UNITED STATES of America, Plaintiff-Appellee, v. Anthony Wayne WEBB, Defendant-Appellant.
Anthony Wayne Webb appeals the 262-month sentence he received following his conviction for attempted robbery of mail matter, 18 U.S.C. § 2114(a). In vacating Webb's sentence and remanding this case for resentencing, we decide, in an issue of first impression in this circuit, that a district court has the authority under the Sentencing Guidelines to exercise its discretion to grant a request for downward departure with respect to a defendant who has been classified as a career offender.
For the purpose of resolving the issues raised in the appeal, the facts underlying Webb's conviction are undisputed: On January 16, 1996, Webb entered a United States Post Office and presented a note to a postal clerk. According to Webb's post-arrest statement, the note indicated that this was a robbery and that the clerk should give him all the money reserved for money orders. See Exh. 3. Testimony at trial reveals that the postal worker screamed and ran away after reading the note. Webb subsequently ran out of the post office and was apprehended and arrested by two postal inspectors within minutes of the attempted robbery. At the time this offense was committed, Webb was fifty-one years old and had spent much of his life committed to mental institutions or in prison.
It is also undisputed that Webb had robbed the same post office in 1985; Webb pled guilty and was sentenced to ninety-six months in custody for this offense. After his release on parole in 1991, Webb returned to the same post office and presented to two postal clerks a note that was, in essence, identical to the one used in the instant case. Following the 1991 incident, Webb was convicted of forcibly intimidating postal service employees, in violation of 18 U.S.C. § 111, and sentenced to thirty months' imprisonment.
The Presentence Investigation Report (PSR) prepared in connection with this case recommended that Webb be sentenced as a career offender pursuant to U.S.S.G. § 4B1.1.1 The PSR specifically referenced the 1985 and 1991 post office incidents, discussed above, as crimes of violence that justified Webb's qualification as a career offender. Both prior to and during the sentencing proceeding, Webb objected to the enhancement of his offense level based on his categorization as a career offender and argued that his prior conviction for intimidating a postal worker did not constitute a crime of violence under the Sentencing Guidelines. The government responded that the statutory offense for which Webb had been convicted in 1991 involved force as an element; alternately, the government posited that the conduct underlying the federal charge, attempted robbery, necessarily implicated the use or attempted use of force. The district court adopted the government's position and overruled Webb's objection with respect to the career offender enhancement.
Webb then moved for a downward departure in his sentence and asked that the court reduce his sentence to approximately the same level as it would have been without the career offender enhancement. In support of his request, Webb primarily relied on his arguments with respect to the enhancement of his sentence as a career offender and noted that he consistently had sought through criminal conduct only to be reinstitutionalized. The government, in response, averred that a downward departure-particularly to the degree sought by the defendant-was not warranted in this case. Consistent with an implicit denial of Webb's motion for downward departure, the court then imposed sentence. Immediately thereafter, Webb's counsel stated: “Judge, we do object to the sentence imposed for the reasons stated earlier, as well as the court's failure to engage in a downward departure because it agreed it couldn't.” R5-18. In response to this assertion, the court stated: “Let the record so reflect. Thank you.” Id. After a short recess, the court reconvened because the sentencing judge had neglected to inform Webb of his right to appeal. At that time, the following exchange took place:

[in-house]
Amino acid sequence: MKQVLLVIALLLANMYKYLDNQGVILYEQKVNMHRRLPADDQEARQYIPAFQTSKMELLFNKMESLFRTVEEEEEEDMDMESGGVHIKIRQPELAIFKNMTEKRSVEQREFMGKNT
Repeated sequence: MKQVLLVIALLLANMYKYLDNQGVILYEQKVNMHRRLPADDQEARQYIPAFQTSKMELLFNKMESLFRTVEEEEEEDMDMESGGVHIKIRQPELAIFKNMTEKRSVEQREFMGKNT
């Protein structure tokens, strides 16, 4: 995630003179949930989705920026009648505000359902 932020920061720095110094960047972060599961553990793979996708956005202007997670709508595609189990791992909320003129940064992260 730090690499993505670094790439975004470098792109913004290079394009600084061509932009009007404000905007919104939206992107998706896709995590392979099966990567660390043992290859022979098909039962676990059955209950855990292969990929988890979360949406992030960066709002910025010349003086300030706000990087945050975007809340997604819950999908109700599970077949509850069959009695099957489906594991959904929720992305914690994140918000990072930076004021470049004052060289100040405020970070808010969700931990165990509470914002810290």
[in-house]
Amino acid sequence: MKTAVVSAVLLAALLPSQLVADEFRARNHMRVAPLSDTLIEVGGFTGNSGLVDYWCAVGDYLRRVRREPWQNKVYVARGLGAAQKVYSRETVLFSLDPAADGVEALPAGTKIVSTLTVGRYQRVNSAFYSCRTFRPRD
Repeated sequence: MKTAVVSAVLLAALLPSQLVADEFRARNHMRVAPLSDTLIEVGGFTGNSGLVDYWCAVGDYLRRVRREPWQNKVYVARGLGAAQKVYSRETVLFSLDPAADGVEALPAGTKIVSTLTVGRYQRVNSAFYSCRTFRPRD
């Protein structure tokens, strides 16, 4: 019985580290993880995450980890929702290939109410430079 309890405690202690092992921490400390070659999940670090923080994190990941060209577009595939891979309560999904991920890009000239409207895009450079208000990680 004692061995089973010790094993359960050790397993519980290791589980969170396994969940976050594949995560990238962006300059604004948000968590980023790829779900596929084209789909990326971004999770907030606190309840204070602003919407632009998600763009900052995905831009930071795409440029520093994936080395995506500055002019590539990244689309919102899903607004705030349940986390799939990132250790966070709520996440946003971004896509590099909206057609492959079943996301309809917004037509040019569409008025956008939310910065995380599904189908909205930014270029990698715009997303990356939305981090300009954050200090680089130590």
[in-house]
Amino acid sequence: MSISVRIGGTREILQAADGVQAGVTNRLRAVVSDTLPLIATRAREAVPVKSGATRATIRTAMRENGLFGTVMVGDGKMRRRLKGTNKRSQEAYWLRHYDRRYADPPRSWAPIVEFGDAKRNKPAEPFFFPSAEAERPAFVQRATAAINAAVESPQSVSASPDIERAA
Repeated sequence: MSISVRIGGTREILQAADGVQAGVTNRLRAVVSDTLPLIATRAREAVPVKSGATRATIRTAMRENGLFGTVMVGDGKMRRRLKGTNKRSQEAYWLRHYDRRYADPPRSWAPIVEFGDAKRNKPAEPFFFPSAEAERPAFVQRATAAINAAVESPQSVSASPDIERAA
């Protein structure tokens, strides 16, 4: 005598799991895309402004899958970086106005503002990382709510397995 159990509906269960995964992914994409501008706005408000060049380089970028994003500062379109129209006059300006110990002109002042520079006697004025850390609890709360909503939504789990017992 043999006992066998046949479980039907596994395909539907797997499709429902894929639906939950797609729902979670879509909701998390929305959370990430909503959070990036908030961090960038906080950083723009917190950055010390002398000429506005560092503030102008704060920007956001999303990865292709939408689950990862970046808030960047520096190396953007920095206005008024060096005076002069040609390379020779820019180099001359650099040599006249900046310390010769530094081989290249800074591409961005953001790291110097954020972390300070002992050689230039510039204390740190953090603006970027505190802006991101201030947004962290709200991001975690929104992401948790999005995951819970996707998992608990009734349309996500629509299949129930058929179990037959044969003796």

The Court: Let the record further reflect that the court did not grant the request Mr. Kish sought, that I depart from the guidelines and impose a lesser sentence, because that would be contrary to my initial ruling earlier, and I overrule you on the guideline issue.
However, I do feel that the guidelines in this situation are very harsh, and I wish we didn't have the guideline. Maybe some provision later on may provide the court with a situation wherein the court, if there are compelling reasons for doing so, can depart, based on the court's own assessment of what the sentence ought to be. But in this case, I did not find that, and for that reason I will let it stand.
Mr. Webb: May I find out what that sentence was again?
The Court: 262 months.
Mr. Webb: 362 months?
The Court: 262.
Mr. Vineyard: I want to make sure the record is clear the court recognizes it has the authority to downwardly depart but chose not to do so.
The Court: That's what I said.
On appeal, Webb argues that the court erred in finding, implicitly, that his 1991 conviction for intimidation of a postal worker, 18 U.S.C. § 111, constituted a “crime of violence” that served as one of the two predicate offenses required to render Webb eligible for status as a career offender. Webb additionally contends that the district court erroneously believed that it lacked the authority to grant a downward departure in his sentence. He further urges that the guidelines do, in fact, authorize the court to downward depart and that such a departure was warranted here. We address seriatim each of Webb's challenges to his sentence.
A. Career Offender Enhancement
We review a district court's interpretation of the Sentencing Guidelines de novo. United States v. Pinion, 4 F.3d 941, 943 (11th Cir.1993).
As noted, § 4B1.1 establishes that a defendant qualifies as a career offender if, inter alia, he has at least two prior felony convictions that constitute crimes of violence. The guidelines define a crime of violence as